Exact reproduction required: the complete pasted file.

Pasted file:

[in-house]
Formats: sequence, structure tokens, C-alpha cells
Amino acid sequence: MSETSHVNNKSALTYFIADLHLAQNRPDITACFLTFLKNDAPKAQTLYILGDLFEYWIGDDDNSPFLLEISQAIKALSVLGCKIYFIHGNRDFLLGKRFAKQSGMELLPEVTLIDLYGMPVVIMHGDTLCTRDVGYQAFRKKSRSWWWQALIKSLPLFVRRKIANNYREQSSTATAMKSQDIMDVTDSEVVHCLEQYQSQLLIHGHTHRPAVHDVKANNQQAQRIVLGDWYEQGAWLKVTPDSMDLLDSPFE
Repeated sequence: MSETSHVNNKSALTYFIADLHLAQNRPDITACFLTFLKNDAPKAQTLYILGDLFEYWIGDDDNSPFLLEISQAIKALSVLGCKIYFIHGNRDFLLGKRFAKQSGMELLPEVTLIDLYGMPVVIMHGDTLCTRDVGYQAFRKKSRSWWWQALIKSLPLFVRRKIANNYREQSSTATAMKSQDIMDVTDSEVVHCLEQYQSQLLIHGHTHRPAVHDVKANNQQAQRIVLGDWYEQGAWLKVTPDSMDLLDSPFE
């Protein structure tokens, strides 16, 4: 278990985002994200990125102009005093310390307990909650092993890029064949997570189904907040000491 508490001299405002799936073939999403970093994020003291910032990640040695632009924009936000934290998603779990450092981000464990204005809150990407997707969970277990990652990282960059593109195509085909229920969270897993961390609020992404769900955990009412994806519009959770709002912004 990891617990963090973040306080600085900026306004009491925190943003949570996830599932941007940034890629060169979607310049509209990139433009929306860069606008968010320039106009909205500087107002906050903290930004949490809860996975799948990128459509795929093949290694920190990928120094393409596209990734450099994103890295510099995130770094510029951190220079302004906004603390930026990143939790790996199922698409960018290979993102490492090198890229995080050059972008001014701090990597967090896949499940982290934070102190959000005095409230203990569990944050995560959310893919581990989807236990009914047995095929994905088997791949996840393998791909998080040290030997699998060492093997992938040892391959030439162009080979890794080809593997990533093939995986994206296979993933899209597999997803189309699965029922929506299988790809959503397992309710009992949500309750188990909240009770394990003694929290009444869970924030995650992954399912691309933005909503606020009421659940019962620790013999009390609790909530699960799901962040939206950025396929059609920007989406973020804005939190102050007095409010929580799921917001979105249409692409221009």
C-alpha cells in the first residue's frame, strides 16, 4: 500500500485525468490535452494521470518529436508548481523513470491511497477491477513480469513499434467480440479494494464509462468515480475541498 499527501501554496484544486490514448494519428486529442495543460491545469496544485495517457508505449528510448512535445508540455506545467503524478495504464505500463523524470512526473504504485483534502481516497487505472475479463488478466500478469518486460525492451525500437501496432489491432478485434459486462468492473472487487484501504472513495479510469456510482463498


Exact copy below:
[in-house]
Formats: sequence, structure tokens, C-alpha cells
Amino acid sequence: MSETSHVNNKSALTYFIADLHLAQNRPDITACFLTFLKNDAPKAQTLYILGDLFEYWIGDDDNSPFLLEISQAIKALSVLGCKIYFIHGNRDFLLGKRFAKQSGMELLPEVTLIDLYGMPVVIMHGDTLCTRDVGYQAFRKKSRSWWWQALIKSLPLFVRRKIANNYREQSSTATAMKSQDIMDVTDSEVVHCLEQYQSQLLIHGHTHRPAVHDVKANNQQAQRIVLGDWYEQGAWLKVTPDSMDLLDSPFE
Repeated sequence: MSETSHVNNKSALTYFIADLHLAQNRPDITACFLTFLKNDAPKAQTLYILGDLFEYWIGDDDNSPFLLEISQAIKALSVLGCKIYFIHGNRDFLLGKRFAKQSGMELLPEVTLIDLYGMPVVIMHGDTLCTRDVGYQAFRKKSRSWWWQALIKSLPLFVRRKIANNYREQSSTATAMKSQDIMDVTDSEVVHCLEQYQSQLLIHGHTHRPAVHDVKANNQQAQRIVLGDWYEQGAWLKVTPDSMDLLDSPFE
């Protein structure tokens, strides 16, 4: 278990985002994200990125102009005093310390307990909650092993890029064949997570189904907040000491 508490001299405002799936073939999403970093994020003291910032990640040695632009924009936000934290998603779990450092981000464990204005809150990407997707969970277990990652990282960059593109195509085909229920969270897993961390609020992404769900955990009412994806519009959770709002912004 990891617990963090973040306080600085900026306004009491925190943003949570996830599932941007940034890629060169979607310049509209990139433009929306860069606008968010320039106009909205500087107002906050903290930004949490809860996975799948990128459509795929093949290694920190990928120094393409596209990734450099994103890295510099995130770094510029951190220079302004906004603390930026990143939790790996199922698409960018290979993102490492090198890229995080050059972008001014701090990597967090896949499940982290934070102190959000005095409230203990569990944050995560959310893919581990989807236990009914047995095929994905088997791949996840393998791909998080040290030997699998060492093997992938040892391959030439162009080979890794080809593997990533093939995986994206296979993933899209597999997803189309699965029922929506299988790809959503397992309710009992949500309750188990909240009770394990003694929290009444869970924030995650992954399912691309933005909503606020009421659940019962620790013999009390609790909530699960799901962040939206950025396929059609920007989406973020804005939190102050007095409010929580799921917001979105249409692409221009």
C-alpha cells in the first residue's frame, strides 16, 4: 500500500485525468490535452494521470518529436508548481523513470491511497477491477513480469513499434467480440479494494464509462468515480475541498 499527501501554496484544486490514448494519428486529442495543460491545469496544485495517457508505449528510448512535445508540455506545467503524478495504464505500463523524470512526473504504485483534502481516497487505472475479463488478466500478469518486460525492451525500437501496432489491432478485434459486462468492473472487487484501504472513495479510469456510482463498